Tuesday, December 30, 2008

Happy New Year ~ 2009

This blog has attracted over 4,500 readers in its first year. Thank you all for your interest. We're all happy to bid goodbye to a year full of sour news, bad weather and a sinking economy. Here's to a new President, a renewed hope in America, and good times in 2009 with friends, family, great books and movies to enrich our spirit.

Wherever you are, please remember to support your local economy. The merchants and stores support you with tax dollars, employ your neighbors, and invest in your community. Show your appreciation by supporting their business. And remember to support your fellow artists & authors in their endeavors. The entrepreneurial spirit thrives in America and around the world.

Read globally ~ Shop locally

Saturday, December 27, 2008

Google Book Search

As you may be aware, Google created a book database, including generous excerpts of most author's works. On October 28, 2008 the Authors Guild, the Association of American Publishers and Google announced the landmark settlement of Authors Guild v. Google.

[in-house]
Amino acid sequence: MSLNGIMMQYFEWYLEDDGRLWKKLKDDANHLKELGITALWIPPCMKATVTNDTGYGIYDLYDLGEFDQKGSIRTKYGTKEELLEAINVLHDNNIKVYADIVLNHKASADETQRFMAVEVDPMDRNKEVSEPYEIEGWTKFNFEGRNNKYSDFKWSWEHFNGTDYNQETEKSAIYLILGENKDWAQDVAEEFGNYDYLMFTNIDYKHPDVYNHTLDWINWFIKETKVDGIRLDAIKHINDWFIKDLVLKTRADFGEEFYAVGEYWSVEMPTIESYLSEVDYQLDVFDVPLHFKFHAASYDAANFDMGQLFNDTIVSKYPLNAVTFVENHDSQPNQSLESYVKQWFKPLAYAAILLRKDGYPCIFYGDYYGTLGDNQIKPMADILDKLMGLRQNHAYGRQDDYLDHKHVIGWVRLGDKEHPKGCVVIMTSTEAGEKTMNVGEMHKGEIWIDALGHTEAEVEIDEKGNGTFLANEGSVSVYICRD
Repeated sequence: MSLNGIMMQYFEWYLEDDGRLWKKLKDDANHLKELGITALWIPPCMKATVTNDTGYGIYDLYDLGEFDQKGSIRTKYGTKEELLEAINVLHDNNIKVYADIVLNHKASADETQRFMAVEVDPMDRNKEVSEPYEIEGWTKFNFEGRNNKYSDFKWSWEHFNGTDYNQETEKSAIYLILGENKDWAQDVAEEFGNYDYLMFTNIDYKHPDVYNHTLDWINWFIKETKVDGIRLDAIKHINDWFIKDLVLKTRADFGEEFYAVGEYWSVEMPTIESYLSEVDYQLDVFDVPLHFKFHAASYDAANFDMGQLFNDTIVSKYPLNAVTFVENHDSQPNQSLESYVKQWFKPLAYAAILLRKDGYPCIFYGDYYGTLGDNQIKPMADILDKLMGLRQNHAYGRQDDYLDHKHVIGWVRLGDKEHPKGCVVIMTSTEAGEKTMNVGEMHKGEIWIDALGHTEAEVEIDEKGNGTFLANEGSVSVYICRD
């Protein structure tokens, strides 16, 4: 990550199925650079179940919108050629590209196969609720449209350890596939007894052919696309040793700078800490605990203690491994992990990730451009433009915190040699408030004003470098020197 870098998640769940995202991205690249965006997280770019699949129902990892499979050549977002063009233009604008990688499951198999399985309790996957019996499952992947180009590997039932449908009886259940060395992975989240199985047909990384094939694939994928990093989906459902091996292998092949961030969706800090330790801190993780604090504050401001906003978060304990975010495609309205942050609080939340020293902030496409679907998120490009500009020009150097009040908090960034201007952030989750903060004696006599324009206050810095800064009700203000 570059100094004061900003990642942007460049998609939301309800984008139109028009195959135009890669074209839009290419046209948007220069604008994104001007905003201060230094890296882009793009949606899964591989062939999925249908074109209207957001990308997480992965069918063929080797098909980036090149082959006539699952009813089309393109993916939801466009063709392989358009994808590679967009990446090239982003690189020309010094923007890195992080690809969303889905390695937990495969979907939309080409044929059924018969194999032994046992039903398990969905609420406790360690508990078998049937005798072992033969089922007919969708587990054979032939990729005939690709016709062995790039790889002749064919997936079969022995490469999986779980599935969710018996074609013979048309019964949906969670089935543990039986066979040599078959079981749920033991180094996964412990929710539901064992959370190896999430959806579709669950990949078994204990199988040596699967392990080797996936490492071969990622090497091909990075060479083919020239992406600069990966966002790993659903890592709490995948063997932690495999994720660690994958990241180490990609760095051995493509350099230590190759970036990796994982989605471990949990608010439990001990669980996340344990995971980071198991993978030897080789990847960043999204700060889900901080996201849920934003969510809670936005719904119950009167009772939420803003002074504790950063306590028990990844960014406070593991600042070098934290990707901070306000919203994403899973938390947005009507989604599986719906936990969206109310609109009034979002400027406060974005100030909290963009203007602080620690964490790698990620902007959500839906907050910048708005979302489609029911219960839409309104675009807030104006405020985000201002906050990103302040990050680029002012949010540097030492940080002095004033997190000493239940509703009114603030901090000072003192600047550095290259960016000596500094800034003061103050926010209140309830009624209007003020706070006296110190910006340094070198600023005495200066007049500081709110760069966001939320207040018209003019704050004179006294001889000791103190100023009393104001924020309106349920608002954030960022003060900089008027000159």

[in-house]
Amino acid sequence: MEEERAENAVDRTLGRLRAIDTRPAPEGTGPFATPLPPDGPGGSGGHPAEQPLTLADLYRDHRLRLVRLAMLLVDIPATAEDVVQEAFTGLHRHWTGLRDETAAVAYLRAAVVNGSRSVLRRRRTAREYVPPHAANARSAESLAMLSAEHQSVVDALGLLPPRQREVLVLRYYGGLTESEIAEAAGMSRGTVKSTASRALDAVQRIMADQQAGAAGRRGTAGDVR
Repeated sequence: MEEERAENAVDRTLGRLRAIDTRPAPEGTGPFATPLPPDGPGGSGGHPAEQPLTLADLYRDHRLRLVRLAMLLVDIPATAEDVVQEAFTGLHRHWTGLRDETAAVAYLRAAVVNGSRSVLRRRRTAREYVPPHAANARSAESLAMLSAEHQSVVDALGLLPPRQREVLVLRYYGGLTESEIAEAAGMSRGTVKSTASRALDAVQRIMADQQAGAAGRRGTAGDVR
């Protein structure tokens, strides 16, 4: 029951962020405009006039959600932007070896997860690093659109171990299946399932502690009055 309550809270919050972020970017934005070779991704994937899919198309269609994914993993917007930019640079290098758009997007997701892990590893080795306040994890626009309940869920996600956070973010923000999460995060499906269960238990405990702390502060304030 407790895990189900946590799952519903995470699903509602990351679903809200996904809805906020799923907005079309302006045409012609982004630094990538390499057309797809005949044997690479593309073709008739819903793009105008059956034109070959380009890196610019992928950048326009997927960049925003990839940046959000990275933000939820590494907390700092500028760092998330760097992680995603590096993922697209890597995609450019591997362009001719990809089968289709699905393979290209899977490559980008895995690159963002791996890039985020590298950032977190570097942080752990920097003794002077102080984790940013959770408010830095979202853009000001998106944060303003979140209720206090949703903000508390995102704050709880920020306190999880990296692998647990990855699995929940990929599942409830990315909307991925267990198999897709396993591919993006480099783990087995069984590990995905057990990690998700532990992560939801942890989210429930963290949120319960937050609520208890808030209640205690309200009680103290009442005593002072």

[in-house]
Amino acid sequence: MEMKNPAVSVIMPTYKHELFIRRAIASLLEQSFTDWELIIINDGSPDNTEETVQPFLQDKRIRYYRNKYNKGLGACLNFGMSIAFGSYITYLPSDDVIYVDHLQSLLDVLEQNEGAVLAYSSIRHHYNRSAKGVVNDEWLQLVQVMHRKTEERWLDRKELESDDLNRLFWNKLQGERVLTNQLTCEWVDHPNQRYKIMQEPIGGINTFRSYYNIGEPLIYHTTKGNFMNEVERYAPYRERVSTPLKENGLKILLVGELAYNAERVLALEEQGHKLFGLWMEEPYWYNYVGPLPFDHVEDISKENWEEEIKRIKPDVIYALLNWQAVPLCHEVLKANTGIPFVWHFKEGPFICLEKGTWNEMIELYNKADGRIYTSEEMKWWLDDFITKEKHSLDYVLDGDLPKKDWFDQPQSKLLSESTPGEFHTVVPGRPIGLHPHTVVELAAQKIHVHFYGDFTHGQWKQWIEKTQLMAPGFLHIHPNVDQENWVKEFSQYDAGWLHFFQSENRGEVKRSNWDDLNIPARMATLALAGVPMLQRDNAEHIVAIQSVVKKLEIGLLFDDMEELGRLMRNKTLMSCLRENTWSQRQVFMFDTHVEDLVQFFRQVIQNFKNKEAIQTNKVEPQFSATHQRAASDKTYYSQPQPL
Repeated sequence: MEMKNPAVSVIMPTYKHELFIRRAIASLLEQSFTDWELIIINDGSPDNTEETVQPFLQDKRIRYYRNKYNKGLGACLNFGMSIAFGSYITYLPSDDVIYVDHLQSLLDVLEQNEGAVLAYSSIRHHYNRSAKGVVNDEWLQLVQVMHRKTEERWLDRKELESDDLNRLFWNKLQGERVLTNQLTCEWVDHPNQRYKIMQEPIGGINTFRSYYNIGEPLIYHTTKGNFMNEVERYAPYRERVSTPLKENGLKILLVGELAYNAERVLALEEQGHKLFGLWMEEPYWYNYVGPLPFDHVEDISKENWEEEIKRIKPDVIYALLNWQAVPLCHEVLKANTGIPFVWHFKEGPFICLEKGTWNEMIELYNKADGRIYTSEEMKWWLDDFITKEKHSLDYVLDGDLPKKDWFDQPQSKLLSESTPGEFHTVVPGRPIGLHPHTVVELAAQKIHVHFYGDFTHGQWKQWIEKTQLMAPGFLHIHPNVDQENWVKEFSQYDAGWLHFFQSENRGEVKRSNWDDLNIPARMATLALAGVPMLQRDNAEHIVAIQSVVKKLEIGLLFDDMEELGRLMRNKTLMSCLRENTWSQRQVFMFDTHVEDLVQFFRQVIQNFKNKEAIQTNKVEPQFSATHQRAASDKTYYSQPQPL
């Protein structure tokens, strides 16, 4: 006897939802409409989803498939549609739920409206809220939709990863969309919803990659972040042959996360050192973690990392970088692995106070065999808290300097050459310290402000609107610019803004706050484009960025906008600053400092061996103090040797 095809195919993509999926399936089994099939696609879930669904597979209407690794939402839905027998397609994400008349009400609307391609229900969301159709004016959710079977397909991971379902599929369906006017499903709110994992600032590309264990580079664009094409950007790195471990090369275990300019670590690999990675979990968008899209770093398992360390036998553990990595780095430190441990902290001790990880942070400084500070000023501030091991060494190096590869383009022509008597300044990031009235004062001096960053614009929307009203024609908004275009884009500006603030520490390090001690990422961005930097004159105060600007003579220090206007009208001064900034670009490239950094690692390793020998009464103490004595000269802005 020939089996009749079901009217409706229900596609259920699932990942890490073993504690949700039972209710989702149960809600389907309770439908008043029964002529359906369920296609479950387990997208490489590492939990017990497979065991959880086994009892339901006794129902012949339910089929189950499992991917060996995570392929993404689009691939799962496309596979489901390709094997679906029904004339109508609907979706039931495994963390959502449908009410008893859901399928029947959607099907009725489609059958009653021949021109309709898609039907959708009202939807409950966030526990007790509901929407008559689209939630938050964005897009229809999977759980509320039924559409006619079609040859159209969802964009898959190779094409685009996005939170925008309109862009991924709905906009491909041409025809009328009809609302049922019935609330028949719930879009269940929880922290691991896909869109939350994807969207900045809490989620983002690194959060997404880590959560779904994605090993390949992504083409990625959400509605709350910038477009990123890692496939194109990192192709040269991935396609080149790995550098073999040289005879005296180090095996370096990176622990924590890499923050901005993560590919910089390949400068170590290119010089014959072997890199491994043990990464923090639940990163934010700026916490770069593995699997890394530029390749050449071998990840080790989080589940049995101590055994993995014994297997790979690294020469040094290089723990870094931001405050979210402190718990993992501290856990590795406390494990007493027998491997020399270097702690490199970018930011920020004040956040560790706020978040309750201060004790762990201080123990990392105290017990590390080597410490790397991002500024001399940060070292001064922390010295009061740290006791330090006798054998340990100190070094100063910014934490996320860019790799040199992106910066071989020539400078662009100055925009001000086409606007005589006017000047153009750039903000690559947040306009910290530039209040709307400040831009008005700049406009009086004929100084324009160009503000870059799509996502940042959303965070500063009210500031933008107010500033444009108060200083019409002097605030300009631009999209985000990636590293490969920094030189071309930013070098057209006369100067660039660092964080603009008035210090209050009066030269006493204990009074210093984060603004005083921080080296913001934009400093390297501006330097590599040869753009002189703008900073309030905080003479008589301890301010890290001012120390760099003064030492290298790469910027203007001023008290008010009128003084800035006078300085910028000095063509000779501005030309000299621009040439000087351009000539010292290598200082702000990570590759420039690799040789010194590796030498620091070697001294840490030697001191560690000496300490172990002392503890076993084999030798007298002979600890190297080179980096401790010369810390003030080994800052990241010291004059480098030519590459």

If your books are available at google.com/books, you might want to go to the lawsuit settlement page, and fill in your contact information. That's how you'll be notified and compensated for any copyright infringement.

Read more about how the settlement works here.

Tuesday, December 16, 2008

Good excuse of the week...

This from Poynter.org:

The "best" of 2008's media errors and corrections

It's Regret the Error's annual round-up, with this year's "correction of the year" award going to Dave Barry for this explanation:

In yesterday's column about badminton, I misspelled the name of Guatemalan player Kevin Cordon. I apologize. In my defense, I want to note that in the same column I correctly spelled Prapawadee Jaroenrattanatarak, Poompat Sapkulchananart and Porntip Buranapraseatsuk. So by the time I got to Kevin Cordon, my fingers were exhausted.

Wednesday, December 3, 2008

Ann Patchett essay in The Atlantic


"And then there’s this: if my house were burning down, the one thing I’d rush in to save would be my copy of The Collected Stories of Eudora Welty, which I had signed at the first author reading I ever attended, the year that I was 16 and the author was 70. I could discourse endlessly on why my books are in no way improved by my signature, and my words are just the same on the page whether or not I’ve read them aloud. And while I know better than anyone that I am no Eudora Welty, I know how profoundly I was shaken to see her, how I felt that my book had been transformed by the touch of her hands."

--- Ann Patchett

The December 2008 Atlantic has an excellent essay by Ann Patchett on book tours.